I keep reading stories about all the many veteran free agents still out of work. No doubt you’ve seen them too. A quick sampling:
Never before in the history of free agency, perhaps, has this happened: Cactus and Grapefruit League games already in full swing with so many name veteran players unsigned and seemingly unwanted.
But, if spring training is two weeks old and pitchers are ready for a couple innings and everybody’s getting live at-bats, where are Kenny Lofton and Kyle Lohse and Jeff Weaver?
When does Corey Patterson report?
Is Mike Piazza retired? Sammy Sosa? Shawn Green? Roger Clemens, we get. But, Barry Bonds?
Barely more than a month from the regular season, the unemployed include Preston Wilson, Freddy Garcia and Rodrigo Lopez.
And it is an odd spring when Juan Gonzalez is in camp (St. Louis) and Julio Franco is not.
We’re two weeks into
spring trainingand there are still so many notable players looking for jobs.
Seriously, take one glance at the list of remaining free agents and you would be silly not to think you could compete with all these players on one team.
Barry BondsCF: Kenny LoftonRF: Sammy Sosa3B: Tony Graffanino* SS: Royce Clayton2B: Jerry HairstonJr. 1B: Ryan KleskoC: Mike Piazza
Bench: Corey Patterson,
Neifi Perez, Julio Franco, Preston Wilson
Roger Clemens, Kyle Lohse, Jeff Weaver, David Wells, Freddy Garcia*
Armando Benitez, Rodrigo Lopez*, Antonio Alfonseca, Jose Mesa, Bob Wickman, Eric Milton, Akinori Otsuka*
* (currently injured)
In all seriousness, I bet that team would win more games than the Marlins this year.
“Nothing is happening,” one agent said. “Everybody’s kind of frozen. It’s a little bit baffling. I think teams are going to just wait until spring training and start cherry-picking guys.”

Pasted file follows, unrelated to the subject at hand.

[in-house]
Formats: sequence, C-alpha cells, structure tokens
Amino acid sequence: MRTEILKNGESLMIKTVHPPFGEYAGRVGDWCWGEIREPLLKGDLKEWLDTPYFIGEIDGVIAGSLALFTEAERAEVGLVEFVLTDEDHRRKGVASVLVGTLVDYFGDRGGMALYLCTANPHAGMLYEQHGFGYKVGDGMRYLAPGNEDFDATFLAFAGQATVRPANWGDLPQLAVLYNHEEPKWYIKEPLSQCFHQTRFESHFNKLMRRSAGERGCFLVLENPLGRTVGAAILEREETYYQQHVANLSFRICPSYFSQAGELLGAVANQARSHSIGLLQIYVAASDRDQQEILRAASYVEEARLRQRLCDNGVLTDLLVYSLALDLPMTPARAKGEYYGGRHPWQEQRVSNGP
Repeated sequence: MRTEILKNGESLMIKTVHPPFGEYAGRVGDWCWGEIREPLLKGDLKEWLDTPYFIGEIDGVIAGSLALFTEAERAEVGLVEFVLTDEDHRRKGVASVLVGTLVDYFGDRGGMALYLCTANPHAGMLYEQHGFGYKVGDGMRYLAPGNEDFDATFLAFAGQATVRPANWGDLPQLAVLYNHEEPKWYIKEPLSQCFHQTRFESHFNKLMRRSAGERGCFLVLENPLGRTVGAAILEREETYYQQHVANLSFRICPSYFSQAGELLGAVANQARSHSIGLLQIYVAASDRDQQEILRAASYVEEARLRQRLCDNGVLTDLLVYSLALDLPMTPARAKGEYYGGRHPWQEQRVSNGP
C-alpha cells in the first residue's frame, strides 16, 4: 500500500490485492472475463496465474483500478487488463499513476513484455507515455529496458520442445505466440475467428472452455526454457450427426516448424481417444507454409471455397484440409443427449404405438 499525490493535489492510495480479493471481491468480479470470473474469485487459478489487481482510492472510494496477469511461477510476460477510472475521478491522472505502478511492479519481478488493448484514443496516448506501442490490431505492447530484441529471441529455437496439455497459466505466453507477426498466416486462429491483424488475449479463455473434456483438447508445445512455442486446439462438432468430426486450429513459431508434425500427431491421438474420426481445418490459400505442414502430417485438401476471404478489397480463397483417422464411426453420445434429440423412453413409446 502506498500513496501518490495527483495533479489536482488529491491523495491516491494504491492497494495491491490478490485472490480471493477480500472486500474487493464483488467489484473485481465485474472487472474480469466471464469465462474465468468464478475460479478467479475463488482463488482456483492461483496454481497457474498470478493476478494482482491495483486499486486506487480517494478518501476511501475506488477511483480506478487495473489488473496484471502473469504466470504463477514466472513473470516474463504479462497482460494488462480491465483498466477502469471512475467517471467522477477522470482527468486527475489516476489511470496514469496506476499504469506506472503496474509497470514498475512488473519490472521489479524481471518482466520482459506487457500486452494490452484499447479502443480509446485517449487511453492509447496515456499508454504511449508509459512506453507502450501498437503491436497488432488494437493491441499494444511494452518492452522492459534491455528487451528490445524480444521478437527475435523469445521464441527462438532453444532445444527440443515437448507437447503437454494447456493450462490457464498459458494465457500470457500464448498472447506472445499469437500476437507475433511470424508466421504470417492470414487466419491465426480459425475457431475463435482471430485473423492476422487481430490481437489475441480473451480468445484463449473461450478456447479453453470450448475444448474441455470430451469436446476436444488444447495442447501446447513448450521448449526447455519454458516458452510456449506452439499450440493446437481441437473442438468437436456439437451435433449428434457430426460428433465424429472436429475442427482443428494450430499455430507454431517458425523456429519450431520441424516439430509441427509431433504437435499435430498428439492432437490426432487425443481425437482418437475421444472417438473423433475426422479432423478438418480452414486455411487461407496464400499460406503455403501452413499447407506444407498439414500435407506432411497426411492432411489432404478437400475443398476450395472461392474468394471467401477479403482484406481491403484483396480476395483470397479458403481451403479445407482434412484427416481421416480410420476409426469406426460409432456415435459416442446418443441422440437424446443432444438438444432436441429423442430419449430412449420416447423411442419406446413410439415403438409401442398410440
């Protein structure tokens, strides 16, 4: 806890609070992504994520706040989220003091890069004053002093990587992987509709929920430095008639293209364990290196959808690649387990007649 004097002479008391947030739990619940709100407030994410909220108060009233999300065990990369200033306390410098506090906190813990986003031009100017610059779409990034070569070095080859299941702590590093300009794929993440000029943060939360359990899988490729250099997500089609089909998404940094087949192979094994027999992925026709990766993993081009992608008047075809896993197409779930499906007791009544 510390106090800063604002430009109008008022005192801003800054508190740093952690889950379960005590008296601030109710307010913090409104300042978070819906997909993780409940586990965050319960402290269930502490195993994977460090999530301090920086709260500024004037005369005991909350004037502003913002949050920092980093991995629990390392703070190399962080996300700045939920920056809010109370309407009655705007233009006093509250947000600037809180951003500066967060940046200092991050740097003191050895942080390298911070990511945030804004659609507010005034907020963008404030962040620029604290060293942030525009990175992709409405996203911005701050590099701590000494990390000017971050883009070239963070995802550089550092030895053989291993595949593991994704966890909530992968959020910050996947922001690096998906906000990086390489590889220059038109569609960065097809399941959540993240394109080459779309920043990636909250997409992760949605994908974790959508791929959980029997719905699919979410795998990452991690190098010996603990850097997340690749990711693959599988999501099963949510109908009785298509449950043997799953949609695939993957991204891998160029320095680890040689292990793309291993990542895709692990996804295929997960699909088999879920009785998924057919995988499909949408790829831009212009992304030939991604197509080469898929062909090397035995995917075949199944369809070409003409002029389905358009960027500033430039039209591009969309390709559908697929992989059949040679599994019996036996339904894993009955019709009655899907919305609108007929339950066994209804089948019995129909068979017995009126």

So is it intentional? Is it artificially created? Makes you wonder. Put it that way….as long as you have your requisite share of crazy contracts, as long as there’s movement, as long as every offer to each player isn’t identical to every other team’s offer, it’s tough to define this as classic collusion.
But so far, I’ve seen no article on this topic that really tries to explain the phenomenon (that last ESPN.com article, by Jayson Stark, proffers more questions than answers). If they mention a cause at all, mention either indictments or a certain greedy agent (whose name rhymes with Bott Scoras) pricing his players out of the market. But these two reasons aren’t enough to explain why so many veterans are choosing between minor league deals or unemployment. Most articles contain some throwaway line about how more teams seem willing to have untested prospects fill those fourth-outfielder or pinch-runner roles on the cheap, but I’ve yet to see anyone really get to the heart of the matter. And I’m not going to dignify the “collusion” rumblings, because I can provide a perfectly sound explanation sans conspiracy theorizing.
The reason for so many unsigned free agents is simply this: we are in the midst of an explosion of young baseball talent. According to Bill James, “arguably, there is more outstanding young talent around right now than at any other moment in baseball history,” or at least since 1964 (James is nothing if not specific). So really, this so-called “mystery” is just old fashioned supply and demand. There ain’t as much demand for the Francos, Loftons, and Wellses of the world in a market flush with a supply of Clays, Camerons, and Jobae.
Is that a sexy explanation? Not to those who get off on name recognition or sports scandals, maybe. But to those of us who like to see the game played with an earnest hunger, it’s pretty gosh darn exciting.